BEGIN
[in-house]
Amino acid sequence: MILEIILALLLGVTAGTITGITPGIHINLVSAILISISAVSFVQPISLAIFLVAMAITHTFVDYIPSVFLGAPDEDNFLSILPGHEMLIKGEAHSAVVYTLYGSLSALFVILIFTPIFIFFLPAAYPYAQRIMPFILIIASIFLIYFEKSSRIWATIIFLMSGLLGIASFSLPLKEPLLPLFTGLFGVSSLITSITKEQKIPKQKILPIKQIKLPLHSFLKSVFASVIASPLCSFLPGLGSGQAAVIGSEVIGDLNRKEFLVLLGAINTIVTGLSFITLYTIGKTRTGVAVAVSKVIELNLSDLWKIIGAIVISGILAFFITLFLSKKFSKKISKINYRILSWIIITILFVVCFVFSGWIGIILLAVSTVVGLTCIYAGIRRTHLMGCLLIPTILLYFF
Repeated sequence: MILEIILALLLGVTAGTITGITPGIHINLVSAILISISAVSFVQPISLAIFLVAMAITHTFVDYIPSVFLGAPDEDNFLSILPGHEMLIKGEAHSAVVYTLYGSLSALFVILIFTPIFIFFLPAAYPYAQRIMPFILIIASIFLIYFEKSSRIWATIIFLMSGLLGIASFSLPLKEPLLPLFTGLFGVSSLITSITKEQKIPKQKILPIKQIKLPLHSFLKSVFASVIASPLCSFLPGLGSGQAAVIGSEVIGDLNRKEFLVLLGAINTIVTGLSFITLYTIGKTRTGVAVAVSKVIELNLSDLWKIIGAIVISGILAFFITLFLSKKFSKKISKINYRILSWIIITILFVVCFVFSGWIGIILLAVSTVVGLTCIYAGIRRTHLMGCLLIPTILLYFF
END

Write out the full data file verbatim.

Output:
[in-house]
Amino acid sequence: MILEIILALLLGVTAGTITGITPGIHINLVSAILISISAVSFVQPISLAIFLVAMAITHTFVDYIPSVFLGAPDEDNFLSILPGHEMLIKGEAHSAVVYTLYGSLSALFVILIFTPIFIFFLPAAYPYAQRIMPFILIIASIFLIYFEKSSRIWATIIFLMSGLLGIASFSLPLKEPLLPLFTGLFGVSSLITSITKEQKIPKQKILPIKQIKLPLHSFLKSVFASVIASPLCSFLPGLGSGQAAVIGSEVIGDLNRKEFLVLLGAINTIVTGLSFITLYTIGKTRTGVAVAVSKVIELNLSDLWKIIGAIVISGILAFFITLFLSKKFSKKISKINYRILSWIIITILFVVCFVFSGWIGIILLAVSTVVGLTCIYAGIRRTHLMGCLLIPTILLYFF
Repeated sequence: MILEIILALLLGVTAGTITGITPGIHINLVSAILISISAVSFVQPISLAIFLVAMAITHTFVDYIPSVFLGAPDEDNFLSILPGHEMLIKGEAHSAVVYTLYGSLSALFVILIFTPIFIFFLPAAYPYAQRIMPFILIIASIFLIYFEKSSRIWATIIFLMSGLLGIASFSLPLKEPLLPLFTGLFGVSSLITSITKEQKIPKQKILPIKQIKLPLHSFLKSVFASVIASPLCSFLPGLGSGQAAVIGSEVIGDLNRKEFLVLLGAINTIVTGLSFITLYTIGKTRTGVAVAVSKVIELNLSDLWKIIGAIVISGILAFFITLFLSKKFSKKISKINYRILSWIIITILFVVCFVFSGWIGIILLAVSTVVGLTCIYAGIRRTHLMGCLLIPTILLYFF